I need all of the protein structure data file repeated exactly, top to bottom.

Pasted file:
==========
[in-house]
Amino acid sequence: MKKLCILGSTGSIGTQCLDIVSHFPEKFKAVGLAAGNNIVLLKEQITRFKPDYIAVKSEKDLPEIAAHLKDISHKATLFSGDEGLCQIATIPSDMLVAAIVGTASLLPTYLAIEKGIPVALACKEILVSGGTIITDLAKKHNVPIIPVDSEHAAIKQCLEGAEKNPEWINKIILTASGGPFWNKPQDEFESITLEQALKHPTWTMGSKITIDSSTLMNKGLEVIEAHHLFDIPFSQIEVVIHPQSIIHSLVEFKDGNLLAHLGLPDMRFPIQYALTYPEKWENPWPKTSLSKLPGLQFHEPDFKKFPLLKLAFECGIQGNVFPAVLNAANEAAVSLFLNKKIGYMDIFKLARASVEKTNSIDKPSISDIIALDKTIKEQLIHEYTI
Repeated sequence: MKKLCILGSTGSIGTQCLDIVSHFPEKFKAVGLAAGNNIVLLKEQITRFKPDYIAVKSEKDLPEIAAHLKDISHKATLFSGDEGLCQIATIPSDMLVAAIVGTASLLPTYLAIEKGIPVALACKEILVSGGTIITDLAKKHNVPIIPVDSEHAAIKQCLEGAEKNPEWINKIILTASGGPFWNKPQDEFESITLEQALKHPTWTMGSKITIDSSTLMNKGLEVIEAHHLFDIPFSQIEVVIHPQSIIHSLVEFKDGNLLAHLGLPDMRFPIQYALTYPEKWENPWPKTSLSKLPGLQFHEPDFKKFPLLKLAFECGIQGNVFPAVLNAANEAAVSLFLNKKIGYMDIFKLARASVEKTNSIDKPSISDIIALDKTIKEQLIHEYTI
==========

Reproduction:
[in-house]
Amino acid sequence: MKKLCILGSTGSIGTQCLDIVSHFPEKFKAVGLAAGNNIVLLKEQITRFKPDYIAVKSEKDLPEIAAHLKDISHKATLFSGDEGLCQIATIPSDMLVAAIVGTASLLPTYLAIEKGIPVALACKEILVSGGTIITDLAKKHNVPIIPVDSEHAAIKQCLEGAEKNPEWINKIILTASGGPFWNKPQDEFESITLEQALKHPTWTMGSKITIDSSTLMNKGLEVIEAHHLFDIPFSQIEVVIHPQSIIHSLVEFKDGNLLAHLGLPDMRFPIQYALTYPEKWENPWPKTSLSKLPGLQFHEPDFKKFPLLKLAFECGIQGNVFPAVLNAANEAAVSLFLNKKIGYMDIFKLARASVEKTNSIDKPSISDIIALDKTIKEQLIHEYTI
Repeated sequence: MKKLCILGSTGSIGTQCLDIVSHFPEKFKAVGLAAGNNIVLLKEQITRFKPDYIAVKSEKDLPEIAAHLKDISHKATLFSGDEGLCQIATIPSDMLVAAIVGTASLLPTYLAIEKGIPVALACKEILVSGGTIITDLAKKHNVPIIPVDSEHAAIKQCLEGAEKNPEWINKIILTASGGPFWNKPQDEFESITLEQALKHPTWTMGSKITIDSSTLMNKGLEVIEAHHLFDIPFSQIEVVIHPQSIIHSLVEFKDGNLLAHLGLPDMRFPIQYALTYPEKWENPWPKTSLSKLPGLQFHEPDFKKFPLLKLAFECGIQGNVFPAVLNAANEAAVSLFLNKKIGYMDIFKLARASVEKTNSIDKPSISDIIALDKTIKEQLIHEYTI